BGO's maxim of “E” is for easy, and the “G” is given, but “S” is sophisticated, set out in this Estates Gazette article, is a nice way of demonstrating the different aspects of incorporating ESG into leases. 

Recognition of the sophistication of social drafting in leases was demonstrated in the updated BBP Green Lease Toolkit (released in January 2024) and commented on by my colleague Ed Glass in this article. The Toolkit now incorporates the concept of “Social Impact” which includes initiatives relating to local employment opportunities to a real estate asset and local community engagement. Similar to the “Social Value Charter” that BGO has implemented at its 105 Victoria Street development as mentioned by Alexander Morris in his article. 

The Toolkit's proposed drafting has also reflected the point made by Alexander Morris (see quote below) by weaving in the “Social Impact” references into their existing drafting for environmental factors. For example, the data sharing provision clause includes data about not just environmental performance, but also social impact data.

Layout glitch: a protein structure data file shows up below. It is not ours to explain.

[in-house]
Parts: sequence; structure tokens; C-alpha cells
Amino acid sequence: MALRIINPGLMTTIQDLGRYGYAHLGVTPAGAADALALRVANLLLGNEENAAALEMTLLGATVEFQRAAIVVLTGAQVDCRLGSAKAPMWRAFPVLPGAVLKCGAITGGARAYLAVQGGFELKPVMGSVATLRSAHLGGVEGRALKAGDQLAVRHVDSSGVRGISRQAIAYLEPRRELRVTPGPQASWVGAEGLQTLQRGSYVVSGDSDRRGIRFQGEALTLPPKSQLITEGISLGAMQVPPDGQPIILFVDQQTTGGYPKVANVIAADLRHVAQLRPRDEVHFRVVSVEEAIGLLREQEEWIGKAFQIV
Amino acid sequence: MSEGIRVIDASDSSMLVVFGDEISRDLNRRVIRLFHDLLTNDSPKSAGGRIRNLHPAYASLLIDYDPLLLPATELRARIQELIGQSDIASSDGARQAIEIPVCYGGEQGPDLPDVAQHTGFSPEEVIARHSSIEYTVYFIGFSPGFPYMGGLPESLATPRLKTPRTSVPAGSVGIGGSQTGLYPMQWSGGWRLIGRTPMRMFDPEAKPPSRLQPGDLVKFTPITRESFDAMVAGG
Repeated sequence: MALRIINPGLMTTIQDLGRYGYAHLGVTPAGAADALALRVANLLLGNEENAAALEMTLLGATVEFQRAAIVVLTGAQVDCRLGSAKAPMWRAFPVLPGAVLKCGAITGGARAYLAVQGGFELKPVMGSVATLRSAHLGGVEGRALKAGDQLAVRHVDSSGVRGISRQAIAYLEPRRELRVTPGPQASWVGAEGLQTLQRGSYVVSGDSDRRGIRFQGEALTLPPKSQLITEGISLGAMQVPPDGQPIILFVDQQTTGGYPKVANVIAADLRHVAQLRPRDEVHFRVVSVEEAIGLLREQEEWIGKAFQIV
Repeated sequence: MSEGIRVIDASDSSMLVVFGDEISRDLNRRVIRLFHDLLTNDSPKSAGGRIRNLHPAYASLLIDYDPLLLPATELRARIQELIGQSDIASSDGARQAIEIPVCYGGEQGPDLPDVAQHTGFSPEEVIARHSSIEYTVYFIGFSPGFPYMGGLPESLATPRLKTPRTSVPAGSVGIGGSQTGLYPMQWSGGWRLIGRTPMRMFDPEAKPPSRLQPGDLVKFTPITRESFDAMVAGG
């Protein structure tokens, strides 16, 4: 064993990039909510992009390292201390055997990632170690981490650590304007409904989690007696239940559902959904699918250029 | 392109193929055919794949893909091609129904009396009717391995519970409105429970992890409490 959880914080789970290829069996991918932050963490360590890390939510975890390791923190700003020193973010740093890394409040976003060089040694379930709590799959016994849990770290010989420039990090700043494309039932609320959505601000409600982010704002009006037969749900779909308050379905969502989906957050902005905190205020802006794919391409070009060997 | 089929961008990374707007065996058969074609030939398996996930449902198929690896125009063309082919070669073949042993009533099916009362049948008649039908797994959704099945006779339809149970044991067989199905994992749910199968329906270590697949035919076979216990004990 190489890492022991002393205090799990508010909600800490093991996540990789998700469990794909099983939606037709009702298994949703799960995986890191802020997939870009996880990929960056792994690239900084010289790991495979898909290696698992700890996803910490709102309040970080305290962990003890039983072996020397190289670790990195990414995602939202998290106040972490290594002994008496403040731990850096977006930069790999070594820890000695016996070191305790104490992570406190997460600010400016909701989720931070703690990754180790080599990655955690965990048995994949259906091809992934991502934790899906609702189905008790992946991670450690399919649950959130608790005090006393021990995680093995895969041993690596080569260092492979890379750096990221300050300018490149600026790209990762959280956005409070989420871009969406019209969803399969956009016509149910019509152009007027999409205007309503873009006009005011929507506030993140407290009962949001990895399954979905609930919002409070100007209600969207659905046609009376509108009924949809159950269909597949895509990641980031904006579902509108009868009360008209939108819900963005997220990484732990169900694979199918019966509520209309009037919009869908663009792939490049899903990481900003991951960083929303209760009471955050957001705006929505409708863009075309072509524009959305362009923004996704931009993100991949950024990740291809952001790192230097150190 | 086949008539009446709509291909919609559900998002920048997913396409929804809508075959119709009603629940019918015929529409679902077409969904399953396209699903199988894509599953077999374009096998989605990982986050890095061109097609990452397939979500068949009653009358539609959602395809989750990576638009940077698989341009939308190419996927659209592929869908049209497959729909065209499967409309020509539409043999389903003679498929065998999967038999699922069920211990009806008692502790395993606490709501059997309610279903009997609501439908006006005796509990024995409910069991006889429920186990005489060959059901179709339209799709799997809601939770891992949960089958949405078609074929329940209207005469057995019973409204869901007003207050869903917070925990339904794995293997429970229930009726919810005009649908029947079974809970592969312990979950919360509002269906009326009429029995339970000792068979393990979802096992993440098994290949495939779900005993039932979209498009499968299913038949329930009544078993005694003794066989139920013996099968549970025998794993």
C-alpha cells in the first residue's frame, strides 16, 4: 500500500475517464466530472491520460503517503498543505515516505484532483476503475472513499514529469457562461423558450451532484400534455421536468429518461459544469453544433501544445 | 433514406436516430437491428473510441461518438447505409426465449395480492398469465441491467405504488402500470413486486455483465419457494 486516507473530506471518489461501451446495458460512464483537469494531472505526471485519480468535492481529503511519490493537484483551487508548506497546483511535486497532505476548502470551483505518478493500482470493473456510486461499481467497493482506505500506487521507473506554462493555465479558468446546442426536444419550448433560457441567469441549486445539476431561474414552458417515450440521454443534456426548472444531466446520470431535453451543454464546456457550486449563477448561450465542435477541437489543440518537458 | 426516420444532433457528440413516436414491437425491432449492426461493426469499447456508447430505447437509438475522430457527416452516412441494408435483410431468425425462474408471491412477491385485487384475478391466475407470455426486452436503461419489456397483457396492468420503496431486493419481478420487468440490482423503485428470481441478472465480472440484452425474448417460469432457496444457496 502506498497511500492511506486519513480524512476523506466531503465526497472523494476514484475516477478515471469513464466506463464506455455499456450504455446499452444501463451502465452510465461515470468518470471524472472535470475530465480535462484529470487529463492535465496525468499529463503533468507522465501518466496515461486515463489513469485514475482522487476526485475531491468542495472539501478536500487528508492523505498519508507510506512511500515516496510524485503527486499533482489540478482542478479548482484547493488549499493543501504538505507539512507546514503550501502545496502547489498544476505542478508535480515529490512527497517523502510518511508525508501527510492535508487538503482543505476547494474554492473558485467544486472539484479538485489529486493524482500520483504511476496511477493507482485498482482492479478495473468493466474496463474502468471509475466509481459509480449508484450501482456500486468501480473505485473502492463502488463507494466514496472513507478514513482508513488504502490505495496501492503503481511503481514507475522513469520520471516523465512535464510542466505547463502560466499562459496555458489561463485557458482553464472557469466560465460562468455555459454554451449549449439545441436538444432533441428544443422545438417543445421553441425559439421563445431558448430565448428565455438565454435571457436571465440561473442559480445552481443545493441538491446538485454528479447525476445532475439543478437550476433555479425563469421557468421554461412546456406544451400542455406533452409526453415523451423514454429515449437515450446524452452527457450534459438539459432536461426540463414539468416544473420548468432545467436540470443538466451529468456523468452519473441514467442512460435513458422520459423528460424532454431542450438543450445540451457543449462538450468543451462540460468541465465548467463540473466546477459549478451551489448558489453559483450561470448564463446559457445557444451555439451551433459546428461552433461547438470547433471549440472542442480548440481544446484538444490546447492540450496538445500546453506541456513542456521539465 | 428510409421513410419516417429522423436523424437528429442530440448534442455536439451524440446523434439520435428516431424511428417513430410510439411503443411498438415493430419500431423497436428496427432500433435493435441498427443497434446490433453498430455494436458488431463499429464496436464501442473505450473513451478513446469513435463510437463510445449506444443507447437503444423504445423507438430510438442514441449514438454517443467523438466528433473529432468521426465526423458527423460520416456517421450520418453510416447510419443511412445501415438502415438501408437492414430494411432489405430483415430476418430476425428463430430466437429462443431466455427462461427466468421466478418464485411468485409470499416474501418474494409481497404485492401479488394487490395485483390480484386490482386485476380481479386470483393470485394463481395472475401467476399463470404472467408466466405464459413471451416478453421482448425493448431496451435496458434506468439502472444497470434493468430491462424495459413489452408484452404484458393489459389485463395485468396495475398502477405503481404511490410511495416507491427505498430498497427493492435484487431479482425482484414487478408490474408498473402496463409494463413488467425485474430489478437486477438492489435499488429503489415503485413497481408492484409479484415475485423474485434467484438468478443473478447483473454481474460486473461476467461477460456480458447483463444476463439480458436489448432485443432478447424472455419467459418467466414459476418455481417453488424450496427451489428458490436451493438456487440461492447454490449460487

A couple of areas where there is potentially scope for further innovation in the Toolkit are:

  1. Alexander Morris's proposal of a service charge agreement where the landlord effectively devises a social or CSR policy linked to its asset's local area which tenants (and landlord) contribute to through the service charge. This could provide an easy way for businesses to meet their own social or CSR targets through the landlord's social initiative.
  2. The potential interplay between environmental initiatives in new developments such as meeting biodiversity net gain requirements and the benefit that such green spaces might have for a local communities accessing nature or being involved in nature (such as community garden, orchard or allotment). 

These innovative ideas would require more sophisticated drafting (and possibly bespoke drafting per development), which further emphasises BGO's branding of “S” in ESG as “sophisticated”.